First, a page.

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If Not Now When. I guess the hardest decision was actually making the decision to go, to travel for such an extended period of time that is. Once the decision was made I felt so much better. But it was a hard decision to give up work for a year, the comforts that I know, the uncertainty, the daily routine that I have become accustomed to. Even if the daily routine had become filled with frustrations as of late. So, yes the decision to go traveling is most definitely not easy.

Time to sell everything

I looked around my house. There was an accumulation of so much materialistic stuff. There had to be a cull. I sold the vast majority of my belongings, I just didn’t need nor want them anymore. I rented a small storage shed for personal belongings that either meant something to me or would be sorely missed when I return. Some people call it de-cluttering, I’m sure I’m not the only one with too much stuff. Made some handy money in the process, seems recycling is alive and well.

Work is finished for the year, my bike and gear is packed and I’m sitting at Darwin airport, a place I’ve visited more times than I care to remember. I’m escaping the tropical heat, which I love, however, as of the last couple of weeks has transformed into cooling, monsoonal storms. I love this time of year for its unpredictability, natures raw energy, it has a way of letting us know that we are not in charge as much as we like to think.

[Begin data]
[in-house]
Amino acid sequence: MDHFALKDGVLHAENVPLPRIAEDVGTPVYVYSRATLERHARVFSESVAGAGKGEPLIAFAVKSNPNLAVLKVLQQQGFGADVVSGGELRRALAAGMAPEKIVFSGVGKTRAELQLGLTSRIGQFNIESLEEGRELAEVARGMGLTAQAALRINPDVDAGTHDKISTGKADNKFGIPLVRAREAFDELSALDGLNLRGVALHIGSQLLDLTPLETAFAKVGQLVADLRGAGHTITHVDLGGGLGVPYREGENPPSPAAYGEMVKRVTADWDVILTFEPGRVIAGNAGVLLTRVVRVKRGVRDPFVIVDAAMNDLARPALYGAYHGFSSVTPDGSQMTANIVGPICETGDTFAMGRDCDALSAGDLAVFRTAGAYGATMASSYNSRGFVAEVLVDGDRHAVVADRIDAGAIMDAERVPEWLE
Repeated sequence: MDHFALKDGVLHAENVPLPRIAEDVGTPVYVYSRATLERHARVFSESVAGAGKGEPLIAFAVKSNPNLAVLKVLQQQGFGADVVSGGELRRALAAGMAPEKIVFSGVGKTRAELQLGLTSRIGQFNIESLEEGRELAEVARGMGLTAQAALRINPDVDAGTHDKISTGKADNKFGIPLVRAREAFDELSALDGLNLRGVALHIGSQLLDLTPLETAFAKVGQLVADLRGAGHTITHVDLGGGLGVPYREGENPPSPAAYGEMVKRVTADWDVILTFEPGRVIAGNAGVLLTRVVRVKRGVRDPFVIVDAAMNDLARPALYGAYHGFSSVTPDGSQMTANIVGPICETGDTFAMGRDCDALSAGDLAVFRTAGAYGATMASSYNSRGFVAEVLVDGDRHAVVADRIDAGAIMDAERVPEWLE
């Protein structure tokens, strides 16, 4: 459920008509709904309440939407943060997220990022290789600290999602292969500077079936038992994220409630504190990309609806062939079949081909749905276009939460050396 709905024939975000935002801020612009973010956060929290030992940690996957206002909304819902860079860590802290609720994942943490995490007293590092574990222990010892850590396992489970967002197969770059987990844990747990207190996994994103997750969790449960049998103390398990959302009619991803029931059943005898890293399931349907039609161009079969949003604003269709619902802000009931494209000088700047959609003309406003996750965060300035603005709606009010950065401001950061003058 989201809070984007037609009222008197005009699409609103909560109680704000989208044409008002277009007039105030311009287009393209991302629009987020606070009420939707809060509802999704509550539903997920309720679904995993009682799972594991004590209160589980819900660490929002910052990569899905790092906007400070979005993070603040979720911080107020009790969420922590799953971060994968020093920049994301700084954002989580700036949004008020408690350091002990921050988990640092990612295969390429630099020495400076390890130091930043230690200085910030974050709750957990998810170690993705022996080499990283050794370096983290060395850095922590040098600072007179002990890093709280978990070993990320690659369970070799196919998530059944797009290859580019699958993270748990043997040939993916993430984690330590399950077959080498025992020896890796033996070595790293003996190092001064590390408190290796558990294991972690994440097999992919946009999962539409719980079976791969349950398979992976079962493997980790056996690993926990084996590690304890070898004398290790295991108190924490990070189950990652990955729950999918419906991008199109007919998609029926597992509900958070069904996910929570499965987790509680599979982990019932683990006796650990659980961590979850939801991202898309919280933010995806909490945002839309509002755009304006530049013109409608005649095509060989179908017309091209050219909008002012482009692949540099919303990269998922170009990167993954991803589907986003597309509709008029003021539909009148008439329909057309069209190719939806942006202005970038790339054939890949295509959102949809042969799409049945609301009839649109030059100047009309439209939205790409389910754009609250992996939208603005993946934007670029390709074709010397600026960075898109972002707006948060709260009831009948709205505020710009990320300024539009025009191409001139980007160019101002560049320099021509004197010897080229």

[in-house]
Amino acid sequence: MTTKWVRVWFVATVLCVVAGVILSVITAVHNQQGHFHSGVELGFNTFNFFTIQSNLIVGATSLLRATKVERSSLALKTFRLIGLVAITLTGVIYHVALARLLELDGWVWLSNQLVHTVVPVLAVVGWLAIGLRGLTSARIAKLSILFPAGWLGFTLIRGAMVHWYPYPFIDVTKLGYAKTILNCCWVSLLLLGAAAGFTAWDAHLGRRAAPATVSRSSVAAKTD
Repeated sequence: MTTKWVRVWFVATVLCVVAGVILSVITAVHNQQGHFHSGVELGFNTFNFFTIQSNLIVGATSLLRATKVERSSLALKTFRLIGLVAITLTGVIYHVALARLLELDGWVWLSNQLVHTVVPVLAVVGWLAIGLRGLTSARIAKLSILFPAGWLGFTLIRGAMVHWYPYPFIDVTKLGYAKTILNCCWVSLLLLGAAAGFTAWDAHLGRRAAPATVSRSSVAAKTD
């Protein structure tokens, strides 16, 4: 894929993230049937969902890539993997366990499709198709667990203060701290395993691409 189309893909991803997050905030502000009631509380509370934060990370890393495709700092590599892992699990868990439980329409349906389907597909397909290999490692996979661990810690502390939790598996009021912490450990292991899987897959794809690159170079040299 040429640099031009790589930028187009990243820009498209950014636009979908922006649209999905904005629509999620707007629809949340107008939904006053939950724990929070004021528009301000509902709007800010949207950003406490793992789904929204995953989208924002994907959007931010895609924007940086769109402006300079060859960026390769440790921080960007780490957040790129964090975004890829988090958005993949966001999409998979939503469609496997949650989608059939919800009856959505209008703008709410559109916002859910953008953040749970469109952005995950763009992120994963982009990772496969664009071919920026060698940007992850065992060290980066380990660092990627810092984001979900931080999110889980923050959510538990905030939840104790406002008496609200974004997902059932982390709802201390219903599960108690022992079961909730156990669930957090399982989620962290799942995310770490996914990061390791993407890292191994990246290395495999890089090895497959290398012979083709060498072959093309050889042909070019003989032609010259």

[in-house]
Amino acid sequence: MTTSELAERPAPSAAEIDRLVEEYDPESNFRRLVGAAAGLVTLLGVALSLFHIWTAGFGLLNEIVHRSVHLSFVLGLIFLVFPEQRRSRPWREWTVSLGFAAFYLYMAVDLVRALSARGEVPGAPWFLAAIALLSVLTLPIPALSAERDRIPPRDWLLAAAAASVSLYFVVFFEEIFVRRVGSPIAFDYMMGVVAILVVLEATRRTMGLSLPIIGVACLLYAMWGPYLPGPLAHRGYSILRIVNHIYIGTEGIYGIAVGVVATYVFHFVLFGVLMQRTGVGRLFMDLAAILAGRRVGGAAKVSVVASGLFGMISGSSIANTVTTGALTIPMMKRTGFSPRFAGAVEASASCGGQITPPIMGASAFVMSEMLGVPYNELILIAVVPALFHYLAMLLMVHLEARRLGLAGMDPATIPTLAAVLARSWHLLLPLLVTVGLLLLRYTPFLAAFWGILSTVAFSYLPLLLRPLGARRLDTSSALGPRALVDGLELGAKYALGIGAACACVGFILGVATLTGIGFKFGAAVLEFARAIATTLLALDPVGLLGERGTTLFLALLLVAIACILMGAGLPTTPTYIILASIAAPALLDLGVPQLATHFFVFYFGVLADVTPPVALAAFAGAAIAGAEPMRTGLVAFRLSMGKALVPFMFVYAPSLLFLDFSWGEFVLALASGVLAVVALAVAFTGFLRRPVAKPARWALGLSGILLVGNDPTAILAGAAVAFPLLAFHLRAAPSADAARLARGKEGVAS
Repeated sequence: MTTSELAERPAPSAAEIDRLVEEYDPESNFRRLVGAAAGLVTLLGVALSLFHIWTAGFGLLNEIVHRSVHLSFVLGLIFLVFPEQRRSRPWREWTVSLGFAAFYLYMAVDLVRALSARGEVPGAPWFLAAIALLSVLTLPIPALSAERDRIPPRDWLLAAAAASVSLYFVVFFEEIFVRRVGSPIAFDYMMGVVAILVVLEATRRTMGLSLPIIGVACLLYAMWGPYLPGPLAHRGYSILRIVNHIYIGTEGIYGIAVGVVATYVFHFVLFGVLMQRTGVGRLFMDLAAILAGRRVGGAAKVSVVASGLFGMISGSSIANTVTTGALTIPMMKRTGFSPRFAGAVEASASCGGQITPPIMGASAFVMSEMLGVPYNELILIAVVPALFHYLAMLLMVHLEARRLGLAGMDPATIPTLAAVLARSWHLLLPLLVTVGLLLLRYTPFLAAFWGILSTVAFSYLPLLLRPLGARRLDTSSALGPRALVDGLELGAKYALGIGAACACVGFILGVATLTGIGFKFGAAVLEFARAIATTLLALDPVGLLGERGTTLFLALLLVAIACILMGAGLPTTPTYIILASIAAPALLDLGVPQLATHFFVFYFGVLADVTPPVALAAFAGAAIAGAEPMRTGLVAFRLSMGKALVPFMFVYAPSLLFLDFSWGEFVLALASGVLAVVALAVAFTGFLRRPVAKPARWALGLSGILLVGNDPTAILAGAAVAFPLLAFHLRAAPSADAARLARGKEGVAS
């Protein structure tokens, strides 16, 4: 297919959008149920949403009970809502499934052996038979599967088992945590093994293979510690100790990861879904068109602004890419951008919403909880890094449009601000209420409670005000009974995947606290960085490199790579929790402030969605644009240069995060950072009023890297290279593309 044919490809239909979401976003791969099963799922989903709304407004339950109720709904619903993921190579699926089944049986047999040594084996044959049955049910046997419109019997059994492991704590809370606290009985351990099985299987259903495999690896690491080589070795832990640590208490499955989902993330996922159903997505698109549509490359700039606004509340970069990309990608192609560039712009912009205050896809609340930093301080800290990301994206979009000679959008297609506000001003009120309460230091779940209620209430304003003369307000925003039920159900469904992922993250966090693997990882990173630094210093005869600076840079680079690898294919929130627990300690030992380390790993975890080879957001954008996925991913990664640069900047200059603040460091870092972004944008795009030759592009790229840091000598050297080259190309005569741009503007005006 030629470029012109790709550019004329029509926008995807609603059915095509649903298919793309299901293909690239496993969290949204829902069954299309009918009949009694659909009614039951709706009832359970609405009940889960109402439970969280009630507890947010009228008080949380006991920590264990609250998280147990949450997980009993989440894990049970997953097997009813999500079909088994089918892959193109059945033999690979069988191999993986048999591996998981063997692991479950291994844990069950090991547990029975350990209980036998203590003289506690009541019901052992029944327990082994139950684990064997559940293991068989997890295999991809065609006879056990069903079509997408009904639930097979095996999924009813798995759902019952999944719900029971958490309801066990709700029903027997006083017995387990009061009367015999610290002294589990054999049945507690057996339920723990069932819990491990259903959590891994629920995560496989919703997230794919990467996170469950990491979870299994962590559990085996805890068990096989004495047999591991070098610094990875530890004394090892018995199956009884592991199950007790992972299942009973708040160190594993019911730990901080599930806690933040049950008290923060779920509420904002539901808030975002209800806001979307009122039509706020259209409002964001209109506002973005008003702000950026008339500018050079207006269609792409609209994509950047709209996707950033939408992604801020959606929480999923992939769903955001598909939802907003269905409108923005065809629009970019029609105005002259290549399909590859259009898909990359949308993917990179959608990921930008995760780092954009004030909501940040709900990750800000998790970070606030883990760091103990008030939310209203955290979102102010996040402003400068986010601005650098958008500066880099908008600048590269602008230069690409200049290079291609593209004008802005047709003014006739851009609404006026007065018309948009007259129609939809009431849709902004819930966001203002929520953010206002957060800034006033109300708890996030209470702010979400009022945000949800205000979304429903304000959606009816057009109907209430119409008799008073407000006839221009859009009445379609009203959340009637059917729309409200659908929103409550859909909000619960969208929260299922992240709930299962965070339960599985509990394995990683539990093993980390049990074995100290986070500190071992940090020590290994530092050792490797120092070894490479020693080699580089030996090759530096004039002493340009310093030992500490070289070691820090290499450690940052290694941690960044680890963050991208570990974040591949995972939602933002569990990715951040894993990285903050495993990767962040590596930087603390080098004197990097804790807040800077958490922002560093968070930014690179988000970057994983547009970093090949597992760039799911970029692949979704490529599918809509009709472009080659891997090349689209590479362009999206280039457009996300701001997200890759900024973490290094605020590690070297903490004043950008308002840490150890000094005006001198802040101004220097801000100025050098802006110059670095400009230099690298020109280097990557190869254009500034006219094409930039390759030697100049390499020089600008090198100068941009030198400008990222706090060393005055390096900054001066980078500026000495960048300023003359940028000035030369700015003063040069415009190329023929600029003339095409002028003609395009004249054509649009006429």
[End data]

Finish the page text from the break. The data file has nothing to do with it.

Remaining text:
For my last day I went down to the Darwin Harbour to have one last look at the Monsoonal storms. They inundated the tropical northern coastline, as they do at this time of year. A combination of 8.1 metre high tides and Monsoonal storms created erosive waves that pounded the shoreline. I’m not the only one living here who appreciates this kind of weather. A fair old crowd gathered to watch the carnage.

I will miss the tropics, but I’m looking forward to the adventure that awaits.

Nightcliff foreshore in Darwin when there is a combination of high tides and monsoonal storms

Nightcliff foreshore in Darwin when there is a combination of high tides and monsoonal storms

Nightcliff jetty during monsoonal storms

Nightcliff jetty during monsoonal storms

Decision made.

So, If not now when……………..

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About The Author

Life long lover of hiking and keen observer of the natural world. Former Police Officer and Wilderness Tour Guide who loves Cycling and Hiking the most amazing places on the planet.

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8 Responses

  1. stevet

    The stormy weather is just to let you know that Darwin is your home no matter where you travel. Your right, once the decision is made to travel, your heart is lighter. Anticipation of the journey is always a good feeling. Ride strong, soak up the trip. Wish I was leaving at the same time, but my turn will come latter.


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